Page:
When the Internet and digital tools first rose into popular consciousness, one major concern was that the barriers to access them would create a “digital divide” between rich and poor. Those with access to expensive new technology, the thinking went, would rocket ahead of those without it.
The Maine Learning Technology Initiative was one of the earliest and largest efforts to bridge that divide. Starting in 2002, it provided a laptop to every seventh and eighth grade student in Maine. It now distributes about 66,000 devices annually, including some to teachers, at a total cost of about $11.5 million per year.
But that investment hasn’t provided clear returns. According to NPR, the state’s standardized test scores have not increased in the 15 years since the program started, and state leadership is beginning to reconsider the initiative.
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Maine governor Paul LePage, for one, has called the program a “massive failure,” even after the Maine Department of Education renewed a contract with Apple, which provides 95% of the devices in the program.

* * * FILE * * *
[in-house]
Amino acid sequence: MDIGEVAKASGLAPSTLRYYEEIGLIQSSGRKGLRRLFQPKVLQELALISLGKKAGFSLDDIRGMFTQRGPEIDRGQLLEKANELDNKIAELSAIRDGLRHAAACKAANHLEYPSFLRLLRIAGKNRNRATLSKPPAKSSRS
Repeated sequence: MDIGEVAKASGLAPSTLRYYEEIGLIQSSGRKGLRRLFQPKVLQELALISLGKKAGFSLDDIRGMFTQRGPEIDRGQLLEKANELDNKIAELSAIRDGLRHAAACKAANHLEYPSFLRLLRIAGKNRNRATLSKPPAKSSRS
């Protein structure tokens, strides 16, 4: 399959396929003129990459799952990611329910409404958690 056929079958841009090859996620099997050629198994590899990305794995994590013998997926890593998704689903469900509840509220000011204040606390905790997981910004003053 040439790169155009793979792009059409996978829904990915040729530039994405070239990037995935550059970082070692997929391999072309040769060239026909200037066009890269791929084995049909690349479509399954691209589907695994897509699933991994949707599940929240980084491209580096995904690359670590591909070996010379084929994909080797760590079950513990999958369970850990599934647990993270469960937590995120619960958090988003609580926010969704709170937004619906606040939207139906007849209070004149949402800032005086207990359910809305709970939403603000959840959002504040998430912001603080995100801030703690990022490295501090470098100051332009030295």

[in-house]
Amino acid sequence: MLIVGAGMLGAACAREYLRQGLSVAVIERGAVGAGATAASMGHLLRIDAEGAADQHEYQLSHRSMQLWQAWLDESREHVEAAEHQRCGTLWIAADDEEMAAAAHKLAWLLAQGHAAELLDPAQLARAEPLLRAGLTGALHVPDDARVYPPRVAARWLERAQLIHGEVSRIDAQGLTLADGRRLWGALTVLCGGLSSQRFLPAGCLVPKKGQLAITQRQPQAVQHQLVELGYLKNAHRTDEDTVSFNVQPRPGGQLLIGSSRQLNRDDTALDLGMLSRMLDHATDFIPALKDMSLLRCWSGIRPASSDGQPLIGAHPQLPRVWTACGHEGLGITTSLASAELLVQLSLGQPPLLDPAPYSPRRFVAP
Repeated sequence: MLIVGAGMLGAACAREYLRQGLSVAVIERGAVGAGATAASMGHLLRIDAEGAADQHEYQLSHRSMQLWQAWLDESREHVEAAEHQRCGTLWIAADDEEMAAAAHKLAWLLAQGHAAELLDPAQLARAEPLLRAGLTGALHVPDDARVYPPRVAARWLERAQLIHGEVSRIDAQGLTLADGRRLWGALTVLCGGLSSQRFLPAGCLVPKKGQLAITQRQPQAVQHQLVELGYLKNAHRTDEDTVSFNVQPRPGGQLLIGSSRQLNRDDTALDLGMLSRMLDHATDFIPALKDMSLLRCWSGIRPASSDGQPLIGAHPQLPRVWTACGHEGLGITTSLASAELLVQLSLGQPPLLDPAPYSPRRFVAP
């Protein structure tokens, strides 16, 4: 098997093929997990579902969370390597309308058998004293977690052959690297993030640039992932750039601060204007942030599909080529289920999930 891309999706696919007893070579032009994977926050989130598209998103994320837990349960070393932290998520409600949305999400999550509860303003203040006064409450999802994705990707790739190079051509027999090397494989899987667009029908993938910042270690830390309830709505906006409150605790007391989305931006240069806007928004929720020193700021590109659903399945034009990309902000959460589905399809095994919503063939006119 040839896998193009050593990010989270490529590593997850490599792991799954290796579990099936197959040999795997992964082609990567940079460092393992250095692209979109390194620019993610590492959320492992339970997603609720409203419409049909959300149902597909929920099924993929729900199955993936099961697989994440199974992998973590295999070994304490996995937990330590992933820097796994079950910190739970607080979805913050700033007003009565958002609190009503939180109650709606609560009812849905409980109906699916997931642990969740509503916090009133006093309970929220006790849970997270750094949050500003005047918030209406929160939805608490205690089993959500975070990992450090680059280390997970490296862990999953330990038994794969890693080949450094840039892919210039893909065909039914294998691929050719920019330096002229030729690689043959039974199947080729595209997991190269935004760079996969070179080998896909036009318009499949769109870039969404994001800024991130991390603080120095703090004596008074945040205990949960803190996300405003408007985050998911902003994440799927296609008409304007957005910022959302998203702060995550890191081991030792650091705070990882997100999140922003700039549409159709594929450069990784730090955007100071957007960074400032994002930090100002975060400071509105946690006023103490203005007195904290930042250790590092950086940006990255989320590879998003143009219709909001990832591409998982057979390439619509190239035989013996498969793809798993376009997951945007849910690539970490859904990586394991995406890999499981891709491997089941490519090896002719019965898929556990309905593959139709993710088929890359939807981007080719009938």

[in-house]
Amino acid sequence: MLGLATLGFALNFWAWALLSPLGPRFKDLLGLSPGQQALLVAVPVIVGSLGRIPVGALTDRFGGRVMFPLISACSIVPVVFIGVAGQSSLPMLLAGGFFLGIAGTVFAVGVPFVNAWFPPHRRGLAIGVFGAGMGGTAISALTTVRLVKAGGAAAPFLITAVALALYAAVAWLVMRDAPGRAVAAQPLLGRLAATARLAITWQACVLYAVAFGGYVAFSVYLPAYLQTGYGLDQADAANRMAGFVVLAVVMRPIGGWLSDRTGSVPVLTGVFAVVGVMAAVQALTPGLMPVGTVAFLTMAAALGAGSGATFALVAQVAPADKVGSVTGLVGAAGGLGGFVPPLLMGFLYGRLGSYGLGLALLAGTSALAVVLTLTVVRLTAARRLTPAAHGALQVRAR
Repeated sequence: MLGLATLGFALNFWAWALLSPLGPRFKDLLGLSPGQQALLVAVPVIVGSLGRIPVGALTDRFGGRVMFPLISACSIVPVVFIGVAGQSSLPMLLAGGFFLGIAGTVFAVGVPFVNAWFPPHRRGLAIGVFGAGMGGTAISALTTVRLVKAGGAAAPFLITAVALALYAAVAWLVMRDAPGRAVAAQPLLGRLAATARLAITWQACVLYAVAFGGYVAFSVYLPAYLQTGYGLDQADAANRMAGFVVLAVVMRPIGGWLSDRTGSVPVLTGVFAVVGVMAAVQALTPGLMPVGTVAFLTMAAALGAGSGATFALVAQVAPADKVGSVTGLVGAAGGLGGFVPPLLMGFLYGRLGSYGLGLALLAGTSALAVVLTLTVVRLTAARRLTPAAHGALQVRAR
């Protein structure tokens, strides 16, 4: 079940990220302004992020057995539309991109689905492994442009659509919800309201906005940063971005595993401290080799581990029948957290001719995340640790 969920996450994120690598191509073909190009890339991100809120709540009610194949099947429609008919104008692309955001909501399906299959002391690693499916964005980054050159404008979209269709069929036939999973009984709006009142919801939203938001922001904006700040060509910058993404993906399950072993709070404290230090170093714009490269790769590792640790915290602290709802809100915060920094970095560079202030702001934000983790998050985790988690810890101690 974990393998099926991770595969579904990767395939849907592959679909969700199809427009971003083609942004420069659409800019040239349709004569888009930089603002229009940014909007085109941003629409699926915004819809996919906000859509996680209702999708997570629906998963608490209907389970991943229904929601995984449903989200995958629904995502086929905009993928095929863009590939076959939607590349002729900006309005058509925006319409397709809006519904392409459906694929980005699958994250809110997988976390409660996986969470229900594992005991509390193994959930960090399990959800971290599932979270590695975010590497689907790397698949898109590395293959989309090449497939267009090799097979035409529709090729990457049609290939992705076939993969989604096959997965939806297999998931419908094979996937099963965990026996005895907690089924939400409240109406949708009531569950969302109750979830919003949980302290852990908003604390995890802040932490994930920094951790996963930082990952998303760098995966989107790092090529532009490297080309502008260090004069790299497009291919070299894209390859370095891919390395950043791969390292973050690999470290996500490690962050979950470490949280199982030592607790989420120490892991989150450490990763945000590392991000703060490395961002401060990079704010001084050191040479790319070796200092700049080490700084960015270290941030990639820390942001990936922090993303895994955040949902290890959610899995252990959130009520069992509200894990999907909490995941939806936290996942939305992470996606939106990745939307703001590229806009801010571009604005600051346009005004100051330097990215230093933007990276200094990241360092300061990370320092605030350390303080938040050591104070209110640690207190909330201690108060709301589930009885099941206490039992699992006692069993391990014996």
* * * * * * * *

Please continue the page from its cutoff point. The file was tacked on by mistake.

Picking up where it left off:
The most troubling part of the program’s outcomes is that it doesn’t seem to have closed the digital divide between rich and poor. Amy Johnson, an education researcher, told NPR that low-income and rural students get less training in how to use their laptops than those in larger and better-funded schools.
There are mitigating factors: Maine hasn’t emphasized the training teachers need to help students get the most out of digital resources, which LePage has said is improving; and, as always, standardized tests don’t necessarily capture the entirety of students’ progress.
At the same time, the cost of digital tools has plummeted, and the ubiquity of smartphones has helped close the digital divide further. But according to a 2016 Pew Survey, those changes still leave some with barriers to learning and employment.